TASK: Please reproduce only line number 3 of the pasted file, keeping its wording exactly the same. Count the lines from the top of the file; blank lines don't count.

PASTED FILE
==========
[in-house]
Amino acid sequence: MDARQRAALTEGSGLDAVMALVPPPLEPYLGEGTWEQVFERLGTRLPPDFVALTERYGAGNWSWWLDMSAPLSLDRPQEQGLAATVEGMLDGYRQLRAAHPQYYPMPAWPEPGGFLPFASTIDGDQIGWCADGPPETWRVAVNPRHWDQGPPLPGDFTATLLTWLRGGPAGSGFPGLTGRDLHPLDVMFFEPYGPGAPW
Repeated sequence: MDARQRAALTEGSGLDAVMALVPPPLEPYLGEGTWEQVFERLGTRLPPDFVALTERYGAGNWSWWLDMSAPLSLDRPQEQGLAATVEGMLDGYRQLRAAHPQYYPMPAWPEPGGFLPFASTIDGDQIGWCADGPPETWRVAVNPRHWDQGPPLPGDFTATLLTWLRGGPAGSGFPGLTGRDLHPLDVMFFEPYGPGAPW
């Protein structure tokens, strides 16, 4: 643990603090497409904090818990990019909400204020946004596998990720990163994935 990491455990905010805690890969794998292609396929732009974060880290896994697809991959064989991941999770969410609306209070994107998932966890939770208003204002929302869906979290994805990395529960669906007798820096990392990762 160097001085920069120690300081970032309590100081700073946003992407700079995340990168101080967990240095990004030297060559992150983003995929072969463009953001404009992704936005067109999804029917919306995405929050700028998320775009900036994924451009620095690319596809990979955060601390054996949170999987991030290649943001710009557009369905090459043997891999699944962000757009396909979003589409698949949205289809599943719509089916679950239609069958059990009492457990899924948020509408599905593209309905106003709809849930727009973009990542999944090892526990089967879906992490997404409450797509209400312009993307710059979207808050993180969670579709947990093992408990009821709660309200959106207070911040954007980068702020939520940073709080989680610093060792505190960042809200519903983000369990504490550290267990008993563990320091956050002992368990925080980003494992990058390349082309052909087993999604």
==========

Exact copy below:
Repeated sequence: MDARQRAALTEGSGLDAVMALVPPPLEPYLGEGTWEQVFERLGTRLPPDFVALTERYGAGNWSWWLDMSAPLSLDRPQEQGLAATVEGMLDGYRQLRAAHPQYYPMPAWPEPGGFLPFASTIDGDQIGWCADGPPETWRVAVNPRHWDQGPPLPGDFTATLLTWLRGGPAGSGFPGLTGRDLHPLDVMFFEPYGPGAPW